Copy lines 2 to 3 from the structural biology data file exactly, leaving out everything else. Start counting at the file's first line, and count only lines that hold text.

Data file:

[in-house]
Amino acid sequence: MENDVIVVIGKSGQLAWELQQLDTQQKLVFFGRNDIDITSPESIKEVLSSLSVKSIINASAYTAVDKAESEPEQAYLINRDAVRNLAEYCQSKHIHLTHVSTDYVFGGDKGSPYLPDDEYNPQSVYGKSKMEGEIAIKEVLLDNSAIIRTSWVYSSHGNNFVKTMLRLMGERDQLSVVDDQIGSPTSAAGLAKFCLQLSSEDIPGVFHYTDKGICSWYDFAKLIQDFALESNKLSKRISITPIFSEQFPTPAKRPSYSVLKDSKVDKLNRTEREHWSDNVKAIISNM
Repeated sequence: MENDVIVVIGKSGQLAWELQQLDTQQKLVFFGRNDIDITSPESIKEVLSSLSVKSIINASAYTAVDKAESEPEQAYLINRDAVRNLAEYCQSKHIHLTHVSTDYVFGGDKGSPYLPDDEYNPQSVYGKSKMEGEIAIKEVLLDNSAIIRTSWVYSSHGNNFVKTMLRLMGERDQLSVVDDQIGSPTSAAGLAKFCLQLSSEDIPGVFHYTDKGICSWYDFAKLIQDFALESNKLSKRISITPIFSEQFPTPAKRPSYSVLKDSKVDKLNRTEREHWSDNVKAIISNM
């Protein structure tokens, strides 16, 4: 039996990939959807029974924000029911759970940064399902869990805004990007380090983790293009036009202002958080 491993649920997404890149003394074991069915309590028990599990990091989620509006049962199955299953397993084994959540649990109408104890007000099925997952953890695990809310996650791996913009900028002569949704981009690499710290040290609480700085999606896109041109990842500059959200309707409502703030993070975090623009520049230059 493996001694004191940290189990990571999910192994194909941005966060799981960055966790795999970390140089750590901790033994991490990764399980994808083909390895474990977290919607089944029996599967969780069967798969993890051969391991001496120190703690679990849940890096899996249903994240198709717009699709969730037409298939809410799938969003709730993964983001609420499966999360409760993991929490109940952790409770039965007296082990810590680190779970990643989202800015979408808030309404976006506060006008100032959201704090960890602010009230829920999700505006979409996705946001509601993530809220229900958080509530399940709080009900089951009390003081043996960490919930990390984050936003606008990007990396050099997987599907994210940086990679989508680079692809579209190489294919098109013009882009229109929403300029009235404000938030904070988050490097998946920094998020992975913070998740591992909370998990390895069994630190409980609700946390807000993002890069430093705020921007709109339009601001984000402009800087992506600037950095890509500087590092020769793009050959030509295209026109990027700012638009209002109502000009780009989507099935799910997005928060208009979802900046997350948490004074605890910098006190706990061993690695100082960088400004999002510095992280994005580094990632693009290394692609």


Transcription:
Amino acid sequence: MENDVIVVIGKSGQLAWELQQLDTQQKLVFFGRNDIDITSPESIKEVLSSLSVKSIINASAYTAVDKAESEPEQAYLINRDAVRNLAEYCQSKHIHLTHVSTDYVFGGDKGSPYLPDDEYNPQSVYGKSKMEGEIAIKEVLLDNSAIIRTSWVYSSHGNNFVKTMLRLMGERDQLSVVDDQIGSPTSAAGLAKFCLQLSSEDIPGVFHYTDKGICSWYDFAKLIQDFALESNKLSKRISITPIFSEQFPTPAKRPSYSVLKDSKVDKLNRTEREHWSDNVKAIISNM
Repeated sequence: MENDVIVVIGKSGQLAWELQQLDTQQKLVFFGRNDIDITSPESIKEVLSSLSVKSIINASAYTAVDKAESEPEQAYLINRDAVRNLAEYCQSKHIHLTHVSTDYVFGGDKGSPYLPDDEYNPQSVYGKSKMEGEIAIKEVLLDNSAIIRTSWVYSSHGNNFVKTMLRLMGERDQLSVVDDQIGSPTSAAGLAKFCLQLSSEDIPGVFHYTDKGICSWYDFAKLIQDFALESNKLSKRISITPIFSEQFPTPAKRPSYSVLKDSKVDKLNRTEREHWSDNVKAIISNM